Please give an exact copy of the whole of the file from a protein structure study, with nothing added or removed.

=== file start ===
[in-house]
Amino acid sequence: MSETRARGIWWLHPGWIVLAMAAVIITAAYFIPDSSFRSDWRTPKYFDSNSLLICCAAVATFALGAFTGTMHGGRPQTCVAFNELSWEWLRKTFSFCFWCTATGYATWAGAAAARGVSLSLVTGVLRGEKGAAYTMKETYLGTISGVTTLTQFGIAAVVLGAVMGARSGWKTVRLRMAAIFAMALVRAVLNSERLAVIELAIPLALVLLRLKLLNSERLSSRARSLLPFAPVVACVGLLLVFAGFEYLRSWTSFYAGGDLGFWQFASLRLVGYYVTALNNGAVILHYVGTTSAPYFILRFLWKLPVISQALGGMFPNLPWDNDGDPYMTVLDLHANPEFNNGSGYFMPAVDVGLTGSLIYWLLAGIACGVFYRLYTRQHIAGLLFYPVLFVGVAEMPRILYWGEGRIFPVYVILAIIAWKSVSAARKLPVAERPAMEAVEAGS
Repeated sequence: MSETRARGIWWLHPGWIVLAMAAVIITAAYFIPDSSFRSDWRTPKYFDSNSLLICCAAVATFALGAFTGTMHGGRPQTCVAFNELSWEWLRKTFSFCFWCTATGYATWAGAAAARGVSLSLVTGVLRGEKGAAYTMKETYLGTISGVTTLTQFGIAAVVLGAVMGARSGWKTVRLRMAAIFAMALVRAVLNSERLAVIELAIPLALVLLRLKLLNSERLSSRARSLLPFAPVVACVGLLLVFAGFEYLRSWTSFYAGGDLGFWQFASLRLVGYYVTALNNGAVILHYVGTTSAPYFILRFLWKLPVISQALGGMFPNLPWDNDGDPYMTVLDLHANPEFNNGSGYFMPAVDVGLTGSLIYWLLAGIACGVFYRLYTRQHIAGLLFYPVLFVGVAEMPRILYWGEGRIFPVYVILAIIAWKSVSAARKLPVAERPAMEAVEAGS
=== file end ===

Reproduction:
[in-house]
Amino acid sequence: MSETRARGIWWLHPGWIVLAMAAVIITAAYFIPDSSFRSDWRTPKYFDSNSLLICCAAVATFALGAFTGTMHGGRPQTCVAFNELSWEWLRKTFSFCFWCTATGYATWAGAAAARGVSLSLVTGVLRGEKGAAYTMKETYLGTISGVTTLTQFGIAAVVLGAVMGARSGWKTVRLRMAAIFAMALVRAVLNSERLAVIELAIPLALVLLRLKLLNSERLSSRARSLLPFAPVVACVGLLLVFAGFEYLRSWTSFYAGGDLGFWQFASLRLVGYYVTALNNGAVILHYVGTTSAPYFILRFLWKLPVISQALGGMFPNLPWDNDGDPYMTVLDLHANPEFNNGSGYFMPAVDVGLTGSLIYWLLAGIACGVFYRLYTRQHIAGLLFYPVLFVGVAEMPRILYWGEGRIFPVYVILAIIAWKSVSAARKLPVAERPAMEAVEAGS
Repeated sequence: MSETRARGIWWLHPGWIVLAMAAVIITAAYFIPDSSFRSDWRTPKYFDSNSLLICCAAVATFALGAFTGTMHGGRPQTCVAFNELSWEWLRKTFSFCFWCTATGYATWAGAAAARGVSLSLVTGVLRGEKGAAYTMKETYLGTISGVTTLTQFGIAAVVLGAVMGARSGWKTVRLRMAAIFAMALVRAVLNSERLAVIELAIPLALVLLRLKLLNSERLSSRARSLLPFAPVVACVGLLLVFAGFEYLRSWTSFYAGGDLGFWQFASLRLVGYYVTALNNGAVILHYVGTTSAPYFILRFLWKLPVISQALGGMFPNLPWDNDGDPYMTVLDLHANPEFNNGSGYFMPAVDVGLTGSLIYWLLAGIACGVFYRLYTRQHIAGLLFYPVLFVGVAEMPRILYWGEGRIFPVYVILAIIAWKSVSAARKLPVAERPAMEAVEAGS